case 23



A beverage is any liquid used to quench thirst. A hot drink on a cold day or a cold drink on a hot day can make an important contribution to the comfort and morale of the troops. Beverages such as coffee, tea, and carbonated drinks of low nutritive value, and those containing cocoa, milk, eggs, fruit, or fruit juices are of high nutritive value. Beverages may be served hot or iced, depending upon the season of the year, the meal being served, and the type of work performed by the troops. The essential factors to be taken into account in the preparation of beverages are freshness, blend and temperature of ingredients (including water); accuracy of measurements; care in preparation; time of preparation (just before serving for coffee and tea); cleanliness and adequacy of equipment; and selection of the other components of the meal.



The preparation of coffee demands as much detailed attention as does any other part of the meal. Well-prepared coffee that ideally complements a meal adds immeasurably to eating enjoyment. Coffee is made when hot water comes in contact with ground coffee and extracts certain soluble materials from it. The amount of time the water is in contact with the coffee grounds governs to some extent the flavor of the coffee. Mild-flavored coffee results from short-time contact of water and coffee and bitter or more astringent flavors, from long contact. However, coffee that tastes good to one person does not necessarily taste good to another. Three ingredients of coffee, caffeols, caffeine, and tannin, control the flavor and aroma, the stimulating effect, and the bitterness. Caffeols are water soluble, and when the temperature of the water rises, their flavor and aroma are transferred from the coffee to the water.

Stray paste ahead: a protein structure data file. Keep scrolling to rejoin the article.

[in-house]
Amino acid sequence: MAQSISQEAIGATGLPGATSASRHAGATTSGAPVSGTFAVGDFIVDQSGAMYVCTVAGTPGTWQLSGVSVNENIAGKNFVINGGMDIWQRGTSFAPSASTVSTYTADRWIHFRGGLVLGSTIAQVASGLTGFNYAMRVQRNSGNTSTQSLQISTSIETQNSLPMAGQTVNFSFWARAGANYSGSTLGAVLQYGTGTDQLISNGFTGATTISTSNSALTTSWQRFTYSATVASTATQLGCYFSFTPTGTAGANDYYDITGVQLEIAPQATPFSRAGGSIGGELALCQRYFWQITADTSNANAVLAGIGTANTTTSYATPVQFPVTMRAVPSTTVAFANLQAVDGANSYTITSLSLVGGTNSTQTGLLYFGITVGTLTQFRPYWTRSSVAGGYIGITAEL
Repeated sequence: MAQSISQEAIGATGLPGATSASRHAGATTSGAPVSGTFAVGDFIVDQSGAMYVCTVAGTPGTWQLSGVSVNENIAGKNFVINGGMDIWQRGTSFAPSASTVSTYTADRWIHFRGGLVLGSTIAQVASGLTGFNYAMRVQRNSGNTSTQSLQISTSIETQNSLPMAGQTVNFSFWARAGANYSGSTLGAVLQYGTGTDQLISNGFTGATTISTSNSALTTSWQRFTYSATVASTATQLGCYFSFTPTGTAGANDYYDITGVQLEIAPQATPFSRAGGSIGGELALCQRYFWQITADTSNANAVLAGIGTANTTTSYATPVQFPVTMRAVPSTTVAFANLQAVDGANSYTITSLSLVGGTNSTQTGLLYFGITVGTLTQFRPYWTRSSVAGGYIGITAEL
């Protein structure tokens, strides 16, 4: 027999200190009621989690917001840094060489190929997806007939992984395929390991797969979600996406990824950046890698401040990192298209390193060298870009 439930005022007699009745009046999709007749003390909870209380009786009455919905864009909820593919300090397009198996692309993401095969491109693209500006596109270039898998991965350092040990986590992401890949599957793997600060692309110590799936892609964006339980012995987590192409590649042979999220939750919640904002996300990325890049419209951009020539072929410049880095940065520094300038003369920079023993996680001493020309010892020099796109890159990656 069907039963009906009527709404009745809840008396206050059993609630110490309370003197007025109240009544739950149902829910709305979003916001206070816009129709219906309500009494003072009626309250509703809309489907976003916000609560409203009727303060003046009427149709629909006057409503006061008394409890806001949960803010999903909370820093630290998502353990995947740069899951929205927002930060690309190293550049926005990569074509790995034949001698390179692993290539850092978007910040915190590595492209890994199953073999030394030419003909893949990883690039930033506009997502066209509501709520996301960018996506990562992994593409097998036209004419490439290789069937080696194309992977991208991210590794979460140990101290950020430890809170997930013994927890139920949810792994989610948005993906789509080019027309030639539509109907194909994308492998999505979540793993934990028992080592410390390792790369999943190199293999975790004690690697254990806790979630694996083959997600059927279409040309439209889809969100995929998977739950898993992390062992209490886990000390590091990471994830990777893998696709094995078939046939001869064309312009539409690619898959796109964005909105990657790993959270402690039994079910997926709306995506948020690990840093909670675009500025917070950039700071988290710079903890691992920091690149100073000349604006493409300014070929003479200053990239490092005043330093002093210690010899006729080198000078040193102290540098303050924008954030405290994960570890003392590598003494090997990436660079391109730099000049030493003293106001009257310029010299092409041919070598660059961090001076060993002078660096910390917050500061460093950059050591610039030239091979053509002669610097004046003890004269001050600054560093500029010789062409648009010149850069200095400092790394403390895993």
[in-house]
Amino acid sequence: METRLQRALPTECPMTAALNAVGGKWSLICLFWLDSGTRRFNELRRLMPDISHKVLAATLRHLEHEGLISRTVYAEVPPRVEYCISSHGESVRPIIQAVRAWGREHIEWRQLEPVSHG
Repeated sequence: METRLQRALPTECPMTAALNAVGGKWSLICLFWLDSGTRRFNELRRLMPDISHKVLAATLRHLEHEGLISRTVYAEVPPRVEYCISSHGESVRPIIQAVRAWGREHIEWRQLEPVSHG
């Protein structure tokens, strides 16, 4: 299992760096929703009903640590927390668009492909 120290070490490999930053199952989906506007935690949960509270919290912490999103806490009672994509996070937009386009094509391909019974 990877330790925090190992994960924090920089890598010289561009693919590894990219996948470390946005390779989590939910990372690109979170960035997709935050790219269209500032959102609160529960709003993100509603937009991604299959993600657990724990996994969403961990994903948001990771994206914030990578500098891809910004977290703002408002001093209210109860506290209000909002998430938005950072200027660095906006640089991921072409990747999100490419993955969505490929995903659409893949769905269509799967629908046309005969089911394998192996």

1. Measure or weigh quantities of water and coffee carefully. Prepare only in amounts necessary to maintain continuous service. Urn coffee held 1 hour or longer and automatic coffee maker coffee held 30 minutes or longer deteriorates in flavor and loses its aroma.

  2. Use the proportion of 3/4 pound of coffee to 2-3/4 gallons of water for a standard strength brew.

  3. Ingredients for a good coffee brew are fresh coffee and freshly boiling water. Water that has been boiled a long time will have a flat taste which will affect the brew.

  4. For an ideal brew, boiling water should pass through coffee within 4 to 6 minutes.

  5. Keep equipment clean. Clean immediately after each use to prevent rancidity.

  6. Urns and urn baskets should be washed with hot water and special urn cleaner or baking soda. (DO NOT use soap or detergent powder.) Rinse with clear water. When not in use, leave 1 or 2 gallons of clear water in urn. Drain before making coffee.

  7. When using new urn bags: A new urn bag should be thoroughly rinsed in hot water before using. After using, urn bags should be thoroughly rinsed in clear, hot water; keep submerged in cold water until next use.

  8. Faucets and glass gauges should be cleaned often with gauge brushes, hot water, and urn cleaner or baking soda. Rinse with clear water. Caps on faucets and gauges are removable to permit cleaning.


Iced coffee can be prepared either from instant coffee or from ground coffee brewed in an urn. The procedures and precautions for proper coffee brewing should be observed when preparing iced coffee, but another factor, dilution, must be considered. The original brew must be twice as strong to allow for melting of the ice.


Listed below are several suggestions which help to produce brewed coffee of standard quality. For instant coffee issued for use in a dining facility, the instructions on the package are used for preparation of the brew.

  1. Store roasted coffee in an airtight metal container because coffee loses its flavor and aroma rapidly when exposed to air, and because it absorbs odors which lower its quality.